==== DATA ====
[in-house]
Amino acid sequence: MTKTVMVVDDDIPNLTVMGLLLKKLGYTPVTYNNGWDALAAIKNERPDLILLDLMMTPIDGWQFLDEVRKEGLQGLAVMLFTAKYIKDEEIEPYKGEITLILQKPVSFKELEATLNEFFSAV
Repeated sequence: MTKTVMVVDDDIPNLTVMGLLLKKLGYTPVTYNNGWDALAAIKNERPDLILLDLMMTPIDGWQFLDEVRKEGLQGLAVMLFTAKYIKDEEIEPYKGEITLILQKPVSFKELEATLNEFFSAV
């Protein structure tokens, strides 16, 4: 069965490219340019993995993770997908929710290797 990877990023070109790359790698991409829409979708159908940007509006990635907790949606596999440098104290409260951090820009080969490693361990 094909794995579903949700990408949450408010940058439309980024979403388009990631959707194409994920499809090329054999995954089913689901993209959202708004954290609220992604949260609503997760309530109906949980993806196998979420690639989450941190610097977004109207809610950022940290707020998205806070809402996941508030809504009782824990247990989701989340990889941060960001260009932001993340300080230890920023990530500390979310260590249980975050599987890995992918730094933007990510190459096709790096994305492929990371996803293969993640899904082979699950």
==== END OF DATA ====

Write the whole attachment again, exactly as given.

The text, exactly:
[in-house]
Amino acid sequence: MTKTVMVVDDDIPNLTVMGLLLKKLGYTPVTYNNGWDALAAIKNERPDLILLDLMMTPIDGWQFLDEVRKEGLQGLAVMLFTAKYIKDEEIEPYKGEITLILQKPVSFKELEATLNEFFSAV
Repeated sequence: MTKTVMVVDDDIPNLTVMGLLLKKLGYTPVTYNNGWDALAAIKNERPDLILLDLMMTPIDGWQFLDEVRKEGLQGLAVMLFTAKYIKDEEIEPYKGEITLILQKPVSFKELEATLNEFFSAV
């Protein structure tokens, strides 16, 4: 069965490219340019993995993770997908929710290797 990877990023070109790359790698991409829409979708159908940007509006990635907790949606596999440098104290409260951090820009080969490693361990 094909794995579903949700990408949450408010940058439309980024979403388009990631959707194409994920499809090329054999995954089913689901993209959202708004954290609220992604949260609503997760309530109906949980993806196998979420690639989450941190610097977004109207809610950022940290707020998205806070809402996941508030809504009782824990247990989701989340990889941060960001260009932001993340300080230890920023990530500390979310260590249980975050599987890995992918730094933007990510190459096709790096994305492929990371996803293969993640899904082979699950």